Close to the Enemy's Jim Sturgess: 'All the characters are on high alert'

Jim Sturgess in Close To The Enemy
(Image credit: BBC/Little Island Pictures)

Jim Sturgess reveals all about Stephen Poliakoff's post-war drama Close to the Enemy, which starts on BBC2 on November 10

A post-war hotel in London is at the heart of award-winning writer and director Stephen Poliakoff’s new BBC2 drama Close to the Enemy. Cloud Atlas and One Day star Jim Sturgess, who is currently starring in AMC drama "Feed the Beast", takes centre stage as intelligence officer Captain Callum Ferguson, who has to move into the hotel to look after German jet engineer Dieter Koehler (August Diehl) and convince him to work with the British rather than the Americans or Russians. Jim tells TV & Satellite Week what’s in store…

How would you describe Callum? “All the characters are coming out from the rubble of the war and are on high alert because the next war is hanging in the air. Callum has been given the job to turn Dieter because he knows how to play people but he’s also a big risk-taker, which sometimes gets him in deep mess and sometimes works for him. He seems in control and is spinning all these plates but he has deep, dark scars from the war and he also has a troubled brother [Freddie Highmore], so all of that is bubbling underneath.”

What is his relationship like with Dieter? “It is so cleverly titled Close to the Enemy, as it is about what makes an enemy… Callum and Dieter are actually kindred spirits who share a passion for engineering so there is huge respect between them and Callum’s idea of what needs to be done for the greater good starts to change.”

What does it add setting Close to the Enemy in a hotel? “All of these people, who might not speak to each other on the street, are suddenly all living together and it really allows mystery to develop in these empty corridors that they are wandering around.”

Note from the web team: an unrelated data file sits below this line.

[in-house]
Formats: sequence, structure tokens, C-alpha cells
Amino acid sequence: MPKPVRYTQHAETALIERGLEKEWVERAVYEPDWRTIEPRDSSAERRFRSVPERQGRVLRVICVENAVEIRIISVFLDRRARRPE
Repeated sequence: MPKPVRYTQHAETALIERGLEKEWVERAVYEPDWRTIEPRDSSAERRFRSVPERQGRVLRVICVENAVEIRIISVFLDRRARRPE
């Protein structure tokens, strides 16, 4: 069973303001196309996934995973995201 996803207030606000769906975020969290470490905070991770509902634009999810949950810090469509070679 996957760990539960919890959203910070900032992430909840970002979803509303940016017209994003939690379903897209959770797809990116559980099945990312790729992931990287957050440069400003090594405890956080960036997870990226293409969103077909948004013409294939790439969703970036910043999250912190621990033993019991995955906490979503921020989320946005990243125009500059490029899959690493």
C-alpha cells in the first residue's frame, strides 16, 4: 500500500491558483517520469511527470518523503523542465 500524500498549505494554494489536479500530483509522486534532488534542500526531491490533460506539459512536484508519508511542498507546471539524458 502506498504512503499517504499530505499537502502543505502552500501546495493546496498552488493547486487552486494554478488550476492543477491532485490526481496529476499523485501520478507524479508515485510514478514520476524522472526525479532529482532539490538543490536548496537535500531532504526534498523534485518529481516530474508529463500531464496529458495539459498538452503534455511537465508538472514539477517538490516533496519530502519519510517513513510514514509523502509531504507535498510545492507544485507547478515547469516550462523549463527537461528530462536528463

We see a lot of the jazz scenes in Close to the Enemy through Angela Bassett’s character Eva, whose band plays in the basement, did you enjoy that? “Yes, We show the secret service and the world of espionage but Stephen has also brilliantly brought in a lot of the joy and excitement that was part of the underground arts scene at the time. Disaster and destruction always bring creativity and we see the swing and jazz movement that was emerging in Britain. All this colour is literally coming out from under the floor in this hotel.”

Music is huge part of your life, too, and we see Callum playing the piano, was that fun? “I do play a lot of music and I have a studio at home. Yes, Callum is a better piano player that I am so I had to learn these pieces that he plays in the film which was fun but hard work. I stayed in a hotel in Liverpool during filming and they got me a piano in my room much like Callum has in his room. It is life imitating art in this wonderful way.”

Close to the Enemy starts on BBC2, Thursday, November 10, 9.00pm

Caren Clark

Caren has been a journalist specializing in TV for almost two decades and is a Senior Features Writer for TV Times, TV & Satellite Week and What’s On TV magazines and she also writes for What to Watch.

Over the years, she has spent many a day in a muddy field or an on-set catering bus chatting to numerous stars on location including the likes of Olivia Colman, David Tennant, Suranne Jones, Jamie Dornan, Dame Judi Dench and Sir Derek Jacobi as well as Hollywood actors such as Glenn Close and Kiefer Sutherland.

Caren will happily sit down and watch any kind of telly (well, maybe not sci-fi!), but she particularly loves period dramas like Call the Midwife, Downton Abbey and The Crown and she’s also a big fan of juicy crime thrillers from Line of Duty to Poirot.

In her spare time, Caren enjoys going to the cinema and theatre or curling up with a good book.